September 17, 2012

More Compassion for Cancer

My husband is a cancer survivor. Experience in coming alongside him on this difficult journey teaches me how to minister to others in similar situations. Here are some helpful hints to add to the ones I posted in Compassion for Cancer.

Little things mean a lot. A giant card signed by people in the church and a basketful of get well cards, thoughtful notes and children's drawings were hand delivered to the hospital when my husband had his surgery. They were a continual source of comfort and encouragement to a man who is not usually a greeting-card-kind-of-guy. At one particularly low point in his recovery, I read all the names out loud to him. We were both very moved.

Shield the vulnerable. A cancer victim needs every ounce of strength to fight the disease and is not up to his normal responsibilities. During and right after my husband's treatment,  I tried to remove burdens by handling situations myself and saving stressful news for a later time. Other people who were sensitive to his need to rest from job worries endeared themselves to me.

Fear factor. When the patient hears, "We think we got it all" or "The tests look normal," he has cause for rejoicing. But, nagging fears that the cancer will reappear creep back in, especially when it is time for post-treatment checkups. To allay his anxiety, you can point the cancer victim to the hope we have in Christ. Also, you can support him by going with him to follow-up visits as one couple did for my husband when I had to get back to my job. Because no one can predict the future, it is best to avoid saying that the cancer will never come back.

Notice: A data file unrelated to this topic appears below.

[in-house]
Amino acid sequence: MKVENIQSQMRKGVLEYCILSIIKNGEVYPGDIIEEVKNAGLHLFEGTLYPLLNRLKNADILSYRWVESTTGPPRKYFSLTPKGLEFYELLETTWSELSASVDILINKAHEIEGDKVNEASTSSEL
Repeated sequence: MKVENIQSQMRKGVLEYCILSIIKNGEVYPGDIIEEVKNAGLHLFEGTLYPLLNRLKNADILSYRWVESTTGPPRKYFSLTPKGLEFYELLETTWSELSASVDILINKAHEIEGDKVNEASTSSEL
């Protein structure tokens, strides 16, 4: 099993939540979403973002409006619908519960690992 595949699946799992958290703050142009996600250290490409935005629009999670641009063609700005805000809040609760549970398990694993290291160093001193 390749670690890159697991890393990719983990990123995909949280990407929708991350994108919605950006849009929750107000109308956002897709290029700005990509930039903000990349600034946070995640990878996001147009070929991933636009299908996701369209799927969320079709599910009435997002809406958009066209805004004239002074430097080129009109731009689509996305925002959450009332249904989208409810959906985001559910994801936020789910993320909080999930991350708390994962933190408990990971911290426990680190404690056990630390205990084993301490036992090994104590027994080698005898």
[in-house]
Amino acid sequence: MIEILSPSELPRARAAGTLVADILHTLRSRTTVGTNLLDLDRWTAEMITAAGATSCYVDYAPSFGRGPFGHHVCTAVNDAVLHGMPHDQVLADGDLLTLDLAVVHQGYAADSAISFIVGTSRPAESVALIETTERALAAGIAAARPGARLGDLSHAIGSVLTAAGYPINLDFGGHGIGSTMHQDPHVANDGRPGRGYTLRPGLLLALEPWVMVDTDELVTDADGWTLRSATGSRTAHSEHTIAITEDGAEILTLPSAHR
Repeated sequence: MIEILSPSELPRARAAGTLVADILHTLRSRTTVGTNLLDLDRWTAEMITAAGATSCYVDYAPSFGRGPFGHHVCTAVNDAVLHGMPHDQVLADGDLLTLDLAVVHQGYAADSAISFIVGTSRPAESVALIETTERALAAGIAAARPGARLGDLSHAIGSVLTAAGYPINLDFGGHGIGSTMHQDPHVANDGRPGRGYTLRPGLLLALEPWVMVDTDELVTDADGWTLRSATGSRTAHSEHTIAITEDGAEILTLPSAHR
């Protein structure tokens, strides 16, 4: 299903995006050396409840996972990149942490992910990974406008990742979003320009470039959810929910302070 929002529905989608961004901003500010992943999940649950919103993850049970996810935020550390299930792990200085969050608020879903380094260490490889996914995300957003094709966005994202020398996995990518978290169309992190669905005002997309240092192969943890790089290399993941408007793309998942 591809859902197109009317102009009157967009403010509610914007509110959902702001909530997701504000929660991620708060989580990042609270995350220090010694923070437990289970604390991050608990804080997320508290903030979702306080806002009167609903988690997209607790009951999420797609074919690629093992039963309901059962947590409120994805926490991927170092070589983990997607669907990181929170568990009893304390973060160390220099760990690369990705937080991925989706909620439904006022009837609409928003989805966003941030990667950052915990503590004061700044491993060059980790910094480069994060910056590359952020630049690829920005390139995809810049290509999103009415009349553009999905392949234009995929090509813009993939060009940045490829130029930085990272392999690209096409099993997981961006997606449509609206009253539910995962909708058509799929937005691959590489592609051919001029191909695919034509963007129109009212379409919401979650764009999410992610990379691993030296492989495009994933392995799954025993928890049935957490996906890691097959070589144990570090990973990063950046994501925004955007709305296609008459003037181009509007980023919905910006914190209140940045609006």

Well in body although considerable rumpled up in spirit. Cancer takes a toll on the patient's body and spirits. The physical and emotional effects of some cancers are not readily seen by the casual observer. It may be difficult for the cancer survivor to see people going back to life as usual when he faces a "new normal." I experienced that frustration as a caregiver and appreciated people who offered me a sympathetic, listening ear. Knowing that people still remember to pray is a great encouragement to both of us, as well.

All that ministry of sending cards, cultivating sensitivity, offering biblical encouragement, driving to doctors' offices, listening with care and praying without ceasing is valuable to those who are suffering from cancer and their loved ones. Such a compassionate ministry is important.


  1. How do you think being in ministry changes/impacts the way we experience life traumas like cancer? I'm wondering if your last point of "well in body" is especially true for someone who is a public figure. . .outward health might mask inward struggles.

  2. It is unrealistic to think that all but the closest relatives could sustain the level of concern they had during the surgery and immediate recovery. We all have our own life's problems to deal with. Continued support through a lengthy illness is even more difficult for people to provide.

    Plus, I think some spiritual and emotional struggles (cancer-related and otherwise) are too personal to share with all those you minister to. The people might be afraid for their own health, overwhelmed or indiscreet, which can cause more pain to the minister in the long run. I wish more people were equipped and willing to minister to the minister in these sorts of situations.

    Part of the puzzle is that we who minister sometimes think we have an image to maintain. We are much better at giving from a place of strength than receiving assistance from a place of weakness. People want to help, but we won't let them into our lives enough so that they know what we need. Personally, I need to ask God for wisdom in this area of my life.


Join the conversation!
All comments become the property of Sunday Women.

COMMENTING HINTS: If you are baffled by the "Comment As_____" choices, you can simply select "Anonymous" and include your name in the comment.

Related Posts Plugin for WordPress, Blogger...